Five thousand medics who were hired for the rollout of President Uhuru Kenyatta’s Universal Health Coverage program have expressed concern over the expiry of their contracts.
In a letter dated April 8, seen by Kenyans.co.ke, the medics have appealed to President Kenyatta to consider their absorption as permanent workers.
“Majority of us are still youths and are worried about our future by the end of these three years on contract and therefore we humbly request to be appointed as permanent employees of the county governments in the terms of Public Service Commission and Salaries & Remuneration Commission,” the letter reads in part.The president and first lady at Aga Khan Hospital with doctors and midwives.
The five thousand medics comprise registered clinical officers, registered nurses, pharmaceutical technologists, community oral health officers, radiographers, assistant public health officers, enrolled nurses, community health assistants, and medical laboratory technologists.
They praised the initiative and thanked the Head of State for the project which has led to improved healthcare access in counties.
With the retirement of President Kenyatta in 2022, the workers are anxious and wonder whether the next government will give the UHC program the same priority.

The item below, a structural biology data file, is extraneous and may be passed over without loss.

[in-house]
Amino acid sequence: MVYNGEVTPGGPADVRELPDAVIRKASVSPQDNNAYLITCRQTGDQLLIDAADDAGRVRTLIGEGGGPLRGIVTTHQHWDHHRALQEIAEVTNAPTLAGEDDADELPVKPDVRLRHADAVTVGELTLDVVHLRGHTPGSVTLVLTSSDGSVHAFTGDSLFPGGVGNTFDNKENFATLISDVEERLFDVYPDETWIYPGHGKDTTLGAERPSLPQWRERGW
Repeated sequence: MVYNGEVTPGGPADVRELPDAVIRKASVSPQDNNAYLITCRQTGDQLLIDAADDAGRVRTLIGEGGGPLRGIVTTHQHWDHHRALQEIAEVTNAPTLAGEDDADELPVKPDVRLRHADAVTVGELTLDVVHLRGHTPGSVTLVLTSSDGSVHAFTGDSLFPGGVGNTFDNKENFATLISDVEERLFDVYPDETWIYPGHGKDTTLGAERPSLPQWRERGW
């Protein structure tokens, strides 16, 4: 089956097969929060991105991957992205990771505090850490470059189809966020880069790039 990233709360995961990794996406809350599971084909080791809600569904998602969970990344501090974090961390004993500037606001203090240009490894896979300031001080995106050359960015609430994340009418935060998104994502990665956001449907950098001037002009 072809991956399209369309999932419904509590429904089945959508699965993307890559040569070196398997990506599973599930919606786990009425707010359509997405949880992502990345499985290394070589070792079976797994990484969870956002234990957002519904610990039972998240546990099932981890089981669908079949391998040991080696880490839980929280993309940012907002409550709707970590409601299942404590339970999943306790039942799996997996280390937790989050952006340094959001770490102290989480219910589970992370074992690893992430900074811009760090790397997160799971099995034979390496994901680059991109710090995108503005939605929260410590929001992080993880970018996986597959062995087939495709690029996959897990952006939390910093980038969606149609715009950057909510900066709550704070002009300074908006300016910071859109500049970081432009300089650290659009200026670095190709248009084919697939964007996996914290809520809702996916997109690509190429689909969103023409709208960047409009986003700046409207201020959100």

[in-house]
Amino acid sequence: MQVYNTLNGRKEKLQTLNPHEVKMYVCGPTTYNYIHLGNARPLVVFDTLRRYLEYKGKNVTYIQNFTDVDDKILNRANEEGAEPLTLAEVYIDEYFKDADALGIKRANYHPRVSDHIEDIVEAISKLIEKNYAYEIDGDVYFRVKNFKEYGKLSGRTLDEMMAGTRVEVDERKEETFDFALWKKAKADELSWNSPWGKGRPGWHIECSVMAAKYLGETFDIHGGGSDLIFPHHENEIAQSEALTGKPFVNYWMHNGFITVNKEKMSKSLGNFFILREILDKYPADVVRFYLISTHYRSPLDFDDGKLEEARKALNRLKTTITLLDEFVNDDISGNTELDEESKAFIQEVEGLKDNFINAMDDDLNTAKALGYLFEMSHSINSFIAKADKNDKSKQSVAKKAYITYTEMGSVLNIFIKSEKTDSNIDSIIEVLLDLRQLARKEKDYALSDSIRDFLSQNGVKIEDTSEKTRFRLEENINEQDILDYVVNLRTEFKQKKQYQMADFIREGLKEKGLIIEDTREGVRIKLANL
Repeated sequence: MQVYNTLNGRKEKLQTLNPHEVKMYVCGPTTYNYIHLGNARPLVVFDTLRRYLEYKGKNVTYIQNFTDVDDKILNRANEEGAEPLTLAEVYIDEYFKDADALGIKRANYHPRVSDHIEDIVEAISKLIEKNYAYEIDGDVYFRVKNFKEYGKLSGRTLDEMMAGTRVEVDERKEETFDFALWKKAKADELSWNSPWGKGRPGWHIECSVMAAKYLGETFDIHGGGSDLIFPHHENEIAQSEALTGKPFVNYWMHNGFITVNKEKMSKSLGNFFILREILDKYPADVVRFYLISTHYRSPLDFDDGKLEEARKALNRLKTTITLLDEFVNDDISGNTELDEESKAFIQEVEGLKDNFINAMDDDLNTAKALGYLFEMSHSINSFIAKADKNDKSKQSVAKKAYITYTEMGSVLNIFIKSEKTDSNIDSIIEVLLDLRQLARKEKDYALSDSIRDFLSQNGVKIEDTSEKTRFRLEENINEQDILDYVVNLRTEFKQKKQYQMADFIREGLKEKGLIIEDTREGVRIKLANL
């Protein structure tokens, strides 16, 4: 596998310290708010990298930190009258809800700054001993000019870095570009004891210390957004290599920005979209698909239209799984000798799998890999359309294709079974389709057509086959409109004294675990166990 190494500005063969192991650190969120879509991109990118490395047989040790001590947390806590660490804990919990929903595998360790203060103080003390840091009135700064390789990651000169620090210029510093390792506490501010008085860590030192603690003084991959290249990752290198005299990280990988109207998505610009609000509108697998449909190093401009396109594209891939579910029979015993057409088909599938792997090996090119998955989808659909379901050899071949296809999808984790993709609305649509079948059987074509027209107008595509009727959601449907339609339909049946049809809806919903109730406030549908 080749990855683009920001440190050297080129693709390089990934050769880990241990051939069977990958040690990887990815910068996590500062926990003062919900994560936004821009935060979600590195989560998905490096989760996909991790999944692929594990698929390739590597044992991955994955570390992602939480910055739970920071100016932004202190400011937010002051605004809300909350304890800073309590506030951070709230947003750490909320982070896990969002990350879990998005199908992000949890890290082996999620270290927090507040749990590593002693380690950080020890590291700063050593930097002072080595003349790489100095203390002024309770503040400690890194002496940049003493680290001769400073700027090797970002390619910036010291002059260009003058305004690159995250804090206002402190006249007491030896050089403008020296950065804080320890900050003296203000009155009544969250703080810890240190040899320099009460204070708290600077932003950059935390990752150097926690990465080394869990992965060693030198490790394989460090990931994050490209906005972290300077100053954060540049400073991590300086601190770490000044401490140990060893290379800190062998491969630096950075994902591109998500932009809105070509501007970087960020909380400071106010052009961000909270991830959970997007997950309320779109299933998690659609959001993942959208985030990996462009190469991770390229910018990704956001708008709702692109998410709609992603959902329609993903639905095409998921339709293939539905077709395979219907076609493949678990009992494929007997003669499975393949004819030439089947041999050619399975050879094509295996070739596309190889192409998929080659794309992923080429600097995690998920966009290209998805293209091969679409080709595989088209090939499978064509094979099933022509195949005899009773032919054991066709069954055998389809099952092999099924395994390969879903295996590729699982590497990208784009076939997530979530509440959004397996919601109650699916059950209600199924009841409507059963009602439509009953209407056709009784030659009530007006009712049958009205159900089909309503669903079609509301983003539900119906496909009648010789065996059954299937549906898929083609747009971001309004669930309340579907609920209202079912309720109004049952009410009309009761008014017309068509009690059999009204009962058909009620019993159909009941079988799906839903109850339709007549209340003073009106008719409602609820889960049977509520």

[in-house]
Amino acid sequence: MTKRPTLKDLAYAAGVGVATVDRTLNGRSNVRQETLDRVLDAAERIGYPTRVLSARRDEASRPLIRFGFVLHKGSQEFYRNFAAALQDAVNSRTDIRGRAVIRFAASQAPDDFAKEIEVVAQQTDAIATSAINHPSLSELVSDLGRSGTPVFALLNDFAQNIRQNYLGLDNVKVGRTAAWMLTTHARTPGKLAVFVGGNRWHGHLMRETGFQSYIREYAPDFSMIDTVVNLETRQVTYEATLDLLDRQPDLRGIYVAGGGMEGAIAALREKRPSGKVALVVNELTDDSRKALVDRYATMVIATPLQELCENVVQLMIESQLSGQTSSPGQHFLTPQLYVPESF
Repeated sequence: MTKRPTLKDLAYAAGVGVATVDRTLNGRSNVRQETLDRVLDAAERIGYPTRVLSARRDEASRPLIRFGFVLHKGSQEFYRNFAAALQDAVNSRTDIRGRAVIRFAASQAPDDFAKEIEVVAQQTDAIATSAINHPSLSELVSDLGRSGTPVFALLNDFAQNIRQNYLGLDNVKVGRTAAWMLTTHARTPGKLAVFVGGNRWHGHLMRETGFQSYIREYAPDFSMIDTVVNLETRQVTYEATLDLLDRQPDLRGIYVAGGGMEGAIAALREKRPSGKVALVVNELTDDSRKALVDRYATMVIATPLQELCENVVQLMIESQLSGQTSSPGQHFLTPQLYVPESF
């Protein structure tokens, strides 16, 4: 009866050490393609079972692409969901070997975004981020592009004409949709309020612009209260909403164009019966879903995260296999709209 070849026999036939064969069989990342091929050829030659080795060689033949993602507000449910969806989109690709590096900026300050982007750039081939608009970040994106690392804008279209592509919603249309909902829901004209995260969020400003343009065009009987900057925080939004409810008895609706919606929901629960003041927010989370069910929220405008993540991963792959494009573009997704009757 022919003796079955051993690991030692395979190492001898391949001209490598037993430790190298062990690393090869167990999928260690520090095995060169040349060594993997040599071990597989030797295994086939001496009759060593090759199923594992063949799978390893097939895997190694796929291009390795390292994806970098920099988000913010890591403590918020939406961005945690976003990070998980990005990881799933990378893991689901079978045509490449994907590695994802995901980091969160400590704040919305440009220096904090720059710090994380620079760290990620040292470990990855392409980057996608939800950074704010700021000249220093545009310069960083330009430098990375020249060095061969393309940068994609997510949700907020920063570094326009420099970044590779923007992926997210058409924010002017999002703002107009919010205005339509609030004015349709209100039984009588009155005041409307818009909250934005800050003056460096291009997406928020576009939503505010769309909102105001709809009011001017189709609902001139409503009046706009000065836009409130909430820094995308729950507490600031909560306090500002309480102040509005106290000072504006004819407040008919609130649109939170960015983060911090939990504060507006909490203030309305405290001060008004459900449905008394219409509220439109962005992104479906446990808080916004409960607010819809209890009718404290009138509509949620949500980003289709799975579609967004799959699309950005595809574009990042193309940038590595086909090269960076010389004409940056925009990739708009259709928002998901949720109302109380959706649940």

“As we express our gratitude, we must not forget that the highest appreciation is not to utter words, but to live by them and you’ve clearly shown it in your work. We would like to appreciate you for granting us this opportunity to serve this great nation with all our passion,” the letter expressed.
President Kenyatta has noted the importance of the youth in achieving universal healthcare not only in Kenya but in Africa.
“The youth are a key constituency in driving momentum towards UHC, that should not be side-lined. We should engage with and empower our youth; giving them the knowledge and skills to take charge of their health," the President said at the 2021 Africa Health Agenda International Conference held virtually in March.
To make the UHC aspiration a reality, the President said African nations need to focus more on the expansion of primary health, increase access to health services, make healthcare affordable and harness the innovativeness of its youth.
The Head of State also called for stronger collaboration and coordination among stakeholders, improvement of health security, and more political will to advance the UHC agenda.
On primary healthcare, the President said that besides providing curative medical services, priority should also be given to preventive aspects such as maternal and child health, water, sanitation, and hygiene services.
“Currently, about 600 million people across the African continent do not have access to health services. To address this, we must make increased investments in physical facilities, medical equipment, drugs, and trained personnel,” the President said.President Uhuru Kenyatta (third left) with other leaders during the launch of the Universal Health Care programme in Kisumu in December 2018.File
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